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Workplace injuries - Can you be liable for post-work activities?

Work-related injuries can be sustained not only while an employee is in the physical workplace. Employers may also find themselves liable for injuries incurred by their employees when they are travelling for work purposes, are on a rostered break or when they are undertaking or participating in activities as a direct result of performing their role, including social functions.

For an injury to be compensable under an Australian Workers Compensation scheme, it needs to have arisen out of, or in the course of, their employment. However, determining the extent to which an injury will be deemed to have arisen in the course of employment can be a challenge, particularly in situations where the injury in incurred away from the employee’s usual workplace.

The commonly accepted position taken by the Courts is that for an injury or illness to be considered work related and to be compensable, it needs to have been sustained:

  • during the course of the individual’s employment, and  
  • the circumstances in which the injury occurs must have a connection with the encouragement or inducement of the employer. 

The full Federal Court has recently upheld a finding that a female employee who, while away from home due to work-related activities, slipped and fell on wet tiles at her employer-arranged hotel did not have a compensable hip injury. Due to the injury having been sustained after the worker had returned to her hotel in the early hours of the morning following a night out socialising, it was determined that both the nature and the duration of the worker's personal activity broke the required connection with her employment.

The worker in question was attending an interstate multi-day workshop that had been organised by her employer in mid-2016. Given the interstate location of the workshop, the employer had booked the employee into a Melbourne based hotel for the duration of the trip. Following the completion of the workshop activities, the worker chose to go out to dinner with a colleague. The worker subsequently attended a cocktail bar before returning to her hotel at approximately 2:30am. Upon returning to her accommodation venue, the woman slipped on wet tiles in the hotel’s foyer which resulted in her falling and sustaining an injury to her hip.

After lodging an unsuccessful workers compensation claim, the worker appealed the decision in the Administrative Appeals Tribunal. The Tribunal upheld the rejection on the basis that although the injury had occurred in a place where her employer had encouraged her to be, the injury itself resulted from an activity she had personally elected to engage in and that her activities following the workshop were undertaken without her employer’s encouragement. The Tribunal further reinforced that in order for the injury to be deemed to have arisen out of, or in the course of her employment, there would need to have been a connection between her work and the activity engaged in at the time of the injury was incurred.  The worker again appealed the decision which was upheld by the Federal Court.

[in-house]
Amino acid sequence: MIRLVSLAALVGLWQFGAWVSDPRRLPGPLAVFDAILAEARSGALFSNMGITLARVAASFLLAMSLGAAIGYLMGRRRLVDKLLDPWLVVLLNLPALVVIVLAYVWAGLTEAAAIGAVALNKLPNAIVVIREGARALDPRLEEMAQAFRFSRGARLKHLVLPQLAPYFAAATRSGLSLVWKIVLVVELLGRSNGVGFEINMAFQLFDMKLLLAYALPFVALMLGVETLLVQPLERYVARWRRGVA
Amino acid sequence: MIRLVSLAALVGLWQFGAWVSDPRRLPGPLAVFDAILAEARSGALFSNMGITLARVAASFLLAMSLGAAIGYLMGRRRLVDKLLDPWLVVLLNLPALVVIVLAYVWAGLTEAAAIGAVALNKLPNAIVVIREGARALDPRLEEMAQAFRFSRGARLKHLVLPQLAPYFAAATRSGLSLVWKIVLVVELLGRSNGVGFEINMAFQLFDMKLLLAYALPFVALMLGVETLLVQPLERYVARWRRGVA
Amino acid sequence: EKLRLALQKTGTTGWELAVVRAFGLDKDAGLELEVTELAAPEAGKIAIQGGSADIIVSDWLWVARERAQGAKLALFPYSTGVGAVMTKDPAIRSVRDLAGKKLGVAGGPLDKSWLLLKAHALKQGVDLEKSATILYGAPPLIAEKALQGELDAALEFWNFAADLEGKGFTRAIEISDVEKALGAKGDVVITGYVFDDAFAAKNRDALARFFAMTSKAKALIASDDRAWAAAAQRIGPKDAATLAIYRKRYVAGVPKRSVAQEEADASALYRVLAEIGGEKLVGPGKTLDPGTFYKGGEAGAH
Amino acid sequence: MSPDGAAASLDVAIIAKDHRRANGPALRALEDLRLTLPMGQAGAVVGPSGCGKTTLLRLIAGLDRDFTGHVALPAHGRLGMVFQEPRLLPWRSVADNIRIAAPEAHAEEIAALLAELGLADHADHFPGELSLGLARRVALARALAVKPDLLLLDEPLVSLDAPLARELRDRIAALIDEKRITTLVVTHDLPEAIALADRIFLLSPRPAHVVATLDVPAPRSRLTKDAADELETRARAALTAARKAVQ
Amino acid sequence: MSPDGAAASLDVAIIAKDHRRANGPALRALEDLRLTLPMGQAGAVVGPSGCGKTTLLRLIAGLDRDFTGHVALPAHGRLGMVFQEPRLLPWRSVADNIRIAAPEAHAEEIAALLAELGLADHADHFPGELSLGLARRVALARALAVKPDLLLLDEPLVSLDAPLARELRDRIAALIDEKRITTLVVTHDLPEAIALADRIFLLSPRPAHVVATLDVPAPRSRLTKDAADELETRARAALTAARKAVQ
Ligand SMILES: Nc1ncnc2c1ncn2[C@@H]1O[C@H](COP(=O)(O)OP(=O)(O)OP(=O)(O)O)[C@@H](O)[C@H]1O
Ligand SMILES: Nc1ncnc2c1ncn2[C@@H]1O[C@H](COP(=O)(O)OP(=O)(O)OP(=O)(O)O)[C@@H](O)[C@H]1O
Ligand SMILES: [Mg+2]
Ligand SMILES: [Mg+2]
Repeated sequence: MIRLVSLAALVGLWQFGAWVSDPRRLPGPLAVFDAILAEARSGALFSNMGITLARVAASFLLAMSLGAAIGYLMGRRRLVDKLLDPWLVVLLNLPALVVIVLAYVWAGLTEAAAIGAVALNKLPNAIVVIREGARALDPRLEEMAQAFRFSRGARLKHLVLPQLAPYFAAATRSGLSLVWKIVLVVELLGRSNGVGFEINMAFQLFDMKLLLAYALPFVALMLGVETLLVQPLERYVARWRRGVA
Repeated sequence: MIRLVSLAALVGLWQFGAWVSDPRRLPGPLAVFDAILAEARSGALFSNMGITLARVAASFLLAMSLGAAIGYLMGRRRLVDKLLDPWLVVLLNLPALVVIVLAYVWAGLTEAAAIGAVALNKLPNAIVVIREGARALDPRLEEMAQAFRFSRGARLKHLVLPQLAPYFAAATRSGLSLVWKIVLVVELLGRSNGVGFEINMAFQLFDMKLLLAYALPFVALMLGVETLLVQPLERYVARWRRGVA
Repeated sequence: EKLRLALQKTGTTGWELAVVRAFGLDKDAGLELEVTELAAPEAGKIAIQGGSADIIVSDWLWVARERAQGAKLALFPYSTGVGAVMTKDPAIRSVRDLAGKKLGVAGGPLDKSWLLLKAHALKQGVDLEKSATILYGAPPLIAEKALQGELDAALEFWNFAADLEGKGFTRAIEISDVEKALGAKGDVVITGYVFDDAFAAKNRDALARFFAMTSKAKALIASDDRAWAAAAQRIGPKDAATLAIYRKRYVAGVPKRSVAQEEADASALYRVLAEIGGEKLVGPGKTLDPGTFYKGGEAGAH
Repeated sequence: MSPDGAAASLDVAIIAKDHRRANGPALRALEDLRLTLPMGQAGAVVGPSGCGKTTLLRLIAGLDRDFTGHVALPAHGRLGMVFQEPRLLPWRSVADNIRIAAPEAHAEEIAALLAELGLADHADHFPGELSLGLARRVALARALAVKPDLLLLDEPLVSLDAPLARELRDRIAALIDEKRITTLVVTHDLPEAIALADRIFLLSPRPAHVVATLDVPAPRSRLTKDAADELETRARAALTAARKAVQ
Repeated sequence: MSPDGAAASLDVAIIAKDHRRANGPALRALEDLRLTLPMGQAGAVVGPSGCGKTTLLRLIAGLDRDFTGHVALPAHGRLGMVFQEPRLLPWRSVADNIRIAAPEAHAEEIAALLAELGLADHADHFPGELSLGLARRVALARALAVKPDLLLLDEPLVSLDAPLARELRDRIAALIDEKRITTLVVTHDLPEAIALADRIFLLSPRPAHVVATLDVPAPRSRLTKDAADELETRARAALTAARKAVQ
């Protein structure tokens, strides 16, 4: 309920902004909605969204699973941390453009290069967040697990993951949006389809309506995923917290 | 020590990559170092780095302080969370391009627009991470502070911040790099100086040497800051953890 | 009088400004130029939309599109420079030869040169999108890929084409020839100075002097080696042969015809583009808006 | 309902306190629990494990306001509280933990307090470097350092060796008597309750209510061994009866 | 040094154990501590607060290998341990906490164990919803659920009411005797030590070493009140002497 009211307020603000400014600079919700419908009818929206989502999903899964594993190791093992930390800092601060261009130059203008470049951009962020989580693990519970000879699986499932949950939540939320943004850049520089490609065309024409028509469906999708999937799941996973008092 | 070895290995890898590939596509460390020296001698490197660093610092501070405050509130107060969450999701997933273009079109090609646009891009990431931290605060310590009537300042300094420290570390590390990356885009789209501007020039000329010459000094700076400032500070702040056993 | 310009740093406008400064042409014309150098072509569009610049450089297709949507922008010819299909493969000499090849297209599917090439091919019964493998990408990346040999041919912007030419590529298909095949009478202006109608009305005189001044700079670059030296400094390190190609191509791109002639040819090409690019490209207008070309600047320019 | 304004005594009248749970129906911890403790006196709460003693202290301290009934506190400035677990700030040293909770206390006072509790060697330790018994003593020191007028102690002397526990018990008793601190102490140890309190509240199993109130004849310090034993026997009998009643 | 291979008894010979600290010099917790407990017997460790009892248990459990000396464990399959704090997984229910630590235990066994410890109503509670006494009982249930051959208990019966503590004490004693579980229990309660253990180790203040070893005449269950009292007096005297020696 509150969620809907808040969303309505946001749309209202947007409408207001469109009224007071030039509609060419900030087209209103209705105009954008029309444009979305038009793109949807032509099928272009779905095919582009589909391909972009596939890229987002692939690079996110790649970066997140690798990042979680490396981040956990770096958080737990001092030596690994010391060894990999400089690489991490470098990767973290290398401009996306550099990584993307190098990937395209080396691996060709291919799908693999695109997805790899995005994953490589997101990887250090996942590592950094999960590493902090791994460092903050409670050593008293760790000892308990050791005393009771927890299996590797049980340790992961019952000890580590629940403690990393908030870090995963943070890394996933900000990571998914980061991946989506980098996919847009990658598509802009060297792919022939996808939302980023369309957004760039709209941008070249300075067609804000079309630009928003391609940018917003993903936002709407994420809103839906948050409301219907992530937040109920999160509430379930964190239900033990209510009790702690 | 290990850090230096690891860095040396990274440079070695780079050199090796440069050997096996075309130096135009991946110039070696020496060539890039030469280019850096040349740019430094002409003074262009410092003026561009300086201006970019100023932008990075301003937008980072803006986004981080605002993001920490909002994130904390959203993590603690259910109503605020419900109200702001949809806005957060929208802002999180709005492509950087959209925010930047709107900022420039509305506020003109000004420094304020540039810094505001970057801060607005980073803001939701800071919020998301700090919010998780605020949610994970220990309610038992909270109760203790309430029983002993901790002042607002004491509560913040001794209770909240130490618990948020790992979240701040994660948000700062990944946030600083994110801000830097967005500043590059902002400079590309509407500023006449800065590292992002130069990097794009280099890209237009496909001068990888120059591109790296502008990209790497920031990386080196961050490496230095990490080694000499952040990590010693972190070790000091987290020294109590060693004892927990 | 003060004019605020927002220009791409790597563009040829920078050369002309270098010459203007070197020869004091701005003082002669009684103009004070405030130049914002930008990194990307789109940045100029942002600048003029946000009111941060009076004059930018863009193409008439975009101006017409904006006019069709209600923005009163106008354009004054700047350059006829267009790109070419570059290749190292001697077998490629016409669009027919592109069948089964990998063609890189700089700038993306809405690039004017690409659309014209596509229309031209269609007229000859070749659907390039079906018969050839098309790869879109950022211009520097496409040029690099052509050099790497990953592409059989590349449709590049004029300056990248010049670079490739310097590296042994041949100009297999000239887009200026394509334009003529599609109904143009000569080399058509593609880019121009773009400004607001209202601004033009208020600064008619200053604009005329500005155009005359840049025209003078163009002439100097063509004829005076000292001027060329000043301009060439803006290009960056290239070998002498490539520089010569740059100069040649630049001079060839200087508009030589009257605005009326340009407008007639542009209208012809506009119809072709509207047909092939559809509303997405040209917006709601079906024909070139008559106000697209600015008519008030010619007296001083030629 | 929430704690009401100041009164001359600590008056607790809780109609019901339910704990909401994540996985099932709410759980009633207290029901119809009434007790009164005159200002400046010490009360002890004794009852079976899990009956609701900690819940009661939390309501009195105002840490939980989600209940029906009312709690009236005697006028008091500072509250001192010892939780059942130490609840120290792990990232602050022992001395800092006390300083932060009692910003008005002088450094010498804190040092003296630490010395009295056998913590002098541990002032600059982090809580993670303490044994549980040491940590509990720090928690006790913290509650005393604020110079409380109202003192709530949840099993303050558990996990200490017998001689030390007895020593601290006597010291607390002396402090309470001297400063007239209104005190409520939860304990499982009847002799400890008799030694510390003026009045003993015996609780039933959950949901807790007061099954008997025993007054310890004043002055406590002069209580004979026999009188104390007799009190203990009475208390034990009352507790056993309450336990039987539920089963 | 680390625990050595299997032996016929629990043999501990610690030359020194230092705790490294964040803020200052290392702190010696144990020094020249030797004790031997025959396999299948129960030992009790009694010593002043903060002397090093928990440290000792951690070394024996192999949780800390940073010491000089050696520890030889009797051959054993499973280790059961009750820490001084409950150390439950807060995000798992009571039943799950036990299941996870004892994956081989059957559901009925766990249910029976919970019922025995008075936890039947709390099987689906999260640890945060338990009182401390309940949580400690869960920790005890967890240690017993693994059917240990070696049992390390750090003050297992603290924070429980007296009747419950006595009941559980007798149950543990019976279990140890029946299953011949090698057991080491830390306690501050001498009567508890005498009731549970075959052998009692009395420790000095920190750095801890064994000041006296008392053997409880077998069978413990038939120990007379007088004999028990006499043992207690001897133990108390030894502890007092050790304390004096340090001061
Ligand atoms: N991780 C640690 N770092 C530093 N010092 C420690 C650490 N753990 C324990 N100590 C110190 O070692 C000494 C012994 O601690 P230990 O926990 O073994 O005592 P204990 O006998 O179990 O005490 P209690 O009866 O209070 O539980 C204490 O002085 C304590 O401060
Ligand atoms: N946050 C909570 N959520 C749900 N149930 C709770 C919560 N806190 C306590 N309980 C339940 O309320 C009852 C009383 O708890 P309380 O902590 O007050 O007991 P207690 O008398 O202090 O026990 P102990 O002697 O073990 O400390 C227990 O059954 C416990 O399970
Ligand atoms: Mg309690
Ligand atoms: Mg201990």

In appealing the decision, the worker contending that the Administrative Appeals Tribunal had made an error by placing too much emphasis on the requirement to demonstrate that injuries arose from activities induced by the employer. The full Federal Court carefully considered the facts of the case, including the fact that the injury had been incurred after the worker had spent approximately eight hours socialising post work-related activities. It was held that the worker’s argument that she only needed to prove her injury occurred at a place her employer required her to be, was not supported and that there did need to be a connection between both the course of her employment and what she was doing when she was injured. While it was noted by one of the judges hearing the matter that the facts and circumstances of this particular case were borderline, the Full Court found that the tribunal had not made any error in arriving at the conclusion it did, and that the correct statutory tests had been applied. The appeal was dismissed, and the worker was ordered to pay her employer’s costs.

While the claim for injury was unsuccessful in this instance, this case does highlight the need for employers to understand that an injury may be deemed to arise out of employment if it can be shown that there is a causal relationship between the injury and employment. For example, an injury may be held to have been incurred in the course of employment if it was sustained while the employee was engaged in an activity that was encouraged by their employer or had a direct connection to their employment. The injury needs to have occurred while the employee was undertaking work-related activities or activities incidental to their work. This coverage extends to include something the employee is reasonably required or expected to do in order to carry out their duties.

If you have any questions regarding workplace injuries, or if you require assistance or advice on any safety matter, please contact the team at Safety Advice Online at [email protected] or on 1300 720 004.

Information in HR Advice Online guides and blog posts is meant purely for educational discussion of human resources issues. It contains only general information about human resources matters and due to factors, such as government legislation changes, may not be up-to-date at the time of reading. It is not legal advice and should not be treated as such.

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